Paulo; participants are free to
                                     depart for their home destinations
                                     the evening of September 29.
Thursday, September 30............  The Mission's third and last stop--
Brasilia, Brazil (optional).......   Brasilia.
                                    Welcome briefing and business
                                     matchmaking with Brazilian Federal
                                     government authorities.
                                    End of Mission.
------------------------------------------------------------------------

Participation Requirements

    All parties interested in participating in the Safety Security 
Trade Mission to Brazil must complete and submit an application package 
for consideration by the Department of Commerce. All applicants will be 
evaluated on their ability to meet certain conditions and best satisfy 
the selection criteria as outlined below. A minimum of twelve U.S. 
companies and maximum of 15 companies will be selected to participate 
in the mission from the applicant pool.
    The target participants will include U.S. companies specializing in 
the following areas:

------------------------------------------------------------------------
 
------------------------------------------------------------------------
Best Sales Prospects--Public Security:      Best Sales Prospects--
                                             Private Security:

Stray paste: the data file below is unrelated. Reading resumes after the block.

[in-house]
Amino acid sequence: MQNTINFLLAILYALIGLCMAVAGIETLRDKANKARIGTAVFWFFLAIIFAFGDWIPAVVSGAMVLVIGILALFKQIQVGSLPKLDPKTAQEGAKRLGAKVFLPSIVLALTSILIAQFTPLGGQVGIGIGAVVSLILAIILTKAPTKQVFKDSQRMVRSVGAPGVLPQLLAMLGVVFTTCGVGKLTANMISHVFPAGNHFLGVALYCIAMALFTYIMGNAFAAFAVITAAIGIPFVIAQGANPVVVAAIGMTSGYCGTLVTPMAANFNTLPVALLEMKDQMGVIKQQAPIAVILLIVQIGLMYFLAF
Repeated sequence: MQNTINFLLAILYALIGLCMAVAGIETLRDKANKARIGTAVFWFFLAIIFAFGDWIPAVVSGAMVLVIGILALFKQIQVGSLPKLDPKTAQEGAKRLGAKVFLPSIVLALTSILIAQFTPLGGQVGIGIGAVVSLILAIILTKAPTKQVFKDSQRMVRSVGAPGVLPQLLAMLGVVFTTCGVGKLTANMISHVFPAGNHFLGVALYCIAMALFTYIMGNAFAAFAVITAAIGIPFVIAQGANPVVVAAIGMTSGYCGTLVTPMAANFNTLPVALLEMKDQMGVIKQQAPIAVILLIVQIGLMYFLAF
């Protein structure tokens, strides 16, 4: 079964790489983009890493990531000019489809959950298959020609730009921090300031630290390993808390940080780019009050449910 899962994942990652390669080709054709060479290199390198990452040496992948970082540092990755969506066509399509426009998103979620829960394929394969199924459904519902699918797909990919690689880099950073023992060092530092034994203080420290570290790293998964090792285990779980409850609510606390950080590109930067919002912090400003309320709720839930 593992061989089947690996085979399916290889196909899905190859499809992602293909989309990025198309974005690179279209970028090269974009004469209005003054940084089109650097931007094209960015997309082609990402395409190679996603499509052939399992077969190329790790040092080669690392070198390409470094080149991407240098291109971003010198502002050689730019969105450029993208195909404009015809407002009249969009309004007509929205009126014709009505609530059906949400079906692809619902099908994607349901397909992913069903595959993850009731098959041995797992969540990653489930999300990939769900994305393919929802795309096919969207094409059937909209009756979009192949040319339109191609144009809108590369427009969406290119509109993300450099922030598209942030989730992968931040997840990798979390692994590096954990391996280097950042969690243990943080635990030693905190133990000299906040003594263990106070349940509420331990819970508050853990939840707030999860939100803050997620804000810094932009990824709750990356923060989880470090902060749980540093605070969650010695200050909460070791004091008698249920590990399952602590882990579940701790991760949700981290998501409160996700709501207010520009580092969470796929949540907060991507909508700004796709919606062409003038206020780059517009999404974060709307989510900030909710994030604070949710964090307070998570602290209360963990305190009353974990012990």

Radio and Communications           Car Armoring and
     Devices                                    Theft Protection
     Bullet Proof Vests                 Electronic
                                                Security
     Investigation Software             Cargo Tracking
                                                Systems
     Biometric Equipment (facial,       Access Control
     fingerprint, and iris recognition)         Systems
     Cameras and Associated             Burglar Alarms
     Software
     GPS Systems                        Fire Sensors and
                                                Alarms
     Fire Protection Systems            Closed-Circuit
                                                TV (CCTV) Systems
     Prison Management                  Residential
                                                Security Devices
     Criminal Investigation and
     Police Intelligence Systems
------------------------------------------------------------------------


[[Page 15689]]

Fees and Expenses

    After a company has been selected to participate in the mission, a 
payment to the Department of Commerce in the form of a participation 
fee is required. The participation fee is $3,700 per company for small 
or medium enterprises (SME \1\) and $5,200 per company for large firms. 
If a company chooses not to participate in the Brasilia option, $400 
will be deducted from the participation fee. The fee for each 
additional firm representative (large firm or SME) is $500 per person. 
Expenses for lodging, transportation between stops, most meals, and 
incidentals will be the responsibility of each mission participant.
---------------------------------------------------------------------------